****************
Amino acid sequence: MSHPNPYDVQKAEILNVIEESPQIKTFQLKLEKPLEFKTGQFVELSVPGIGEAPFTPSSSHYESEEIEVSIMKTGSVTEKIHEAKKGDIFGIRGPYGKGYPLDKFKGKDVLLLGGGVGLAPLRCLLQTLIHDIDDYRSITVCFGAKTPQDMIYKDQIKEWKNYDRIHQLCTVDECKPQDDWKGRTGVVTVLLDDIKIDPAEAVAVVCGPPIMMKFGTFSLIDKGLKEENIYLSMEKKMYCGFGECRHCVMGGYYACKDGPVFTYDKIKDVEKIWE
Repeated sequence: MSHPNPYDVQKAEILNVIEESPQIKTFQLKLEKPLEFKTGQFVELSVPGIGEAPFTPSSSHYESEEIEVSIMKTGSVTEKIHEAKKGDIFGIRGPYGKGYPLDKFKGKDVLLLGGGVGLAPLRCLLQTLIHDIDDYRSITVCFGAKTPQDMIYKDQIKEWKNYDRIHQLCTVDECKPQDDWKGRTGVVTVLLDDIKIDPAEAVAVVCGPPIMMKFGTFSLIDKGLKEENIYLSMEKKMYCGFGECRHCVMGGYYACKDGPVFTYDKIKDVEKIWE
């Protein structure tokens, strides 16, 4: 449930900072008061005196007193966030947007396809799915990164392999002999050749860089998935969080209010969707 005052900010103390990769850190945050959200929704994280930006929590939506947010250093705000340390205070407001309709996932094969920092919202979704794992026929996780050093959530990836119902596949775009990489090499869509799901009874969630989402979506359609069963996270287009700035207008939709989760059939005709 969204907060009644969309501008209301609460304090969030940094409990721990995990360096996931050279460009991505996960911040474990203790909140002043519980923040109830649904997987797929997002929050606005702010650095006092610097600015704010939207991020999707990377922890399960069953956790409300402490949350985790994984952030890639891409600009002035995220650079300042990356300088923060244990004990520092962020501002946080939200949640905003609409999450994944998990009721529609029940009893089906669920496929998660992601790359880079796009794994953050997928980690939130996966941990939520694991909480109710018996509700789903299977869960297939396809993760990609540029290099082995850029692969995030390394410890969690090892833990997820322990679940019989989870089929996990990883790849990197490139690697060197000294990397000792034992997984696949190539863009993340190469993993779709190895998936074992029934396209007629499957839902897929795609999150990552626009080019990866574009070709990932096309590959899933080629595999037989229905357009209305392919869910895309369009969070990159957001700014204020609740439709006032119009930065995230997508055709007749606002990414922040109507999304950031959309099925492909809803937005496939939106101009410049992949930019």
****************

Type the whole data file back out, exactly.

Amino acid sequence: MSHPNPYDVQKAEILNVIEESPQIKTFQLKLEKPLEFKTGQFVELSVPGIGEAPFTPSSSHYESEEIEVSIMKTGSVTEKIHEAKKGDIFGIRGPYGKGYPLDKFKGKDVLLLGGGVGLAPLRCLLQTLIHDIDDYRSITVCFGAKTPQDMIYKDQIKEWKNYDRIHQLCTVDECKPQDDWKGRTGVVTVLLDDIKIDPAEAVAVVCGPPIMMKFGTFSLIDKGLKEENIYLSMEKKMYCGFGECRHCVMGGYYACKDGPVFTYDKIKDVEKIWE
Repeated sequence: MSHPNPYDVQKAEILNVIEESPQIKTFQLKLEKPLEFKTGQFVELSVPGIGEAPFTPSSSHYESEEIEVSIMKTGSVTEKIHEAKKGDIFGIRGPYGKGYPLDKFKGKDVLLLGGGVGLAPLRCLLQTLIHDIDDYRSITVCFGAKTPQDMIYKDQIKEWKNYDRIHQLCTVDECKPQDDWKGRTGVVTVLLDDIKIDPAEAVAVVCGPPIMMKFGTFSLIDKGLKEENIYLSMEKKMYCGFGECRHCVMGGYYACKDGPVFTYDKIKDVEKIWE
């Protein structure tokens, strides 16, 4: 449930900072008061005196007193966030947007396809799915990164392999002999050749860089998935969080209010969707 005052900010103390990769850190945050959200929704994280930006929590939506947010250093705000340390205070407001309709996932094969920092919202979704794992026929996780050093959530990836119902596949775009990489090499869509799901009874969630989402979506359609069963996270287009700035207008939709989760059939005709 969204907060009644969309501008209301609460304090969030940094409990721990995990360096996931050279460009991505996960911040474990203790909140002043519980923040109830649904997987797929997002929050606005702010650095006092610097600015704010939207991020999707990377922890399960069953956790409300402490949350985790994984952030890639891409600009002035995220650079300042990356300088923060244990004990520092962020501002946080939200949640905003609409999450994944998990009721529609029940009893089906669920496929998660992601790359880079796009794994953050997928980690939130996966941990939520694991909480109710018996509700789903299977869960297939396809993760990609540029290099082995850029692969995030390394410890969690090892833990997820322990679940019989989870089929996990990883790849990197490139690697060197000294990397000792034992997984696949190539863009993340190469993993779709190895998936074992029934396209007629499957839902897929795609999150990552626009080019990866574009070709990932096309590959899933080629595999037989229905357009209305392919869910895309369009969070990159957001700014204020609740439709006032119009930065995230997508055709007749606002990414922040109507999304950031959309099925492909809803937005496939939106101009410049992949930019």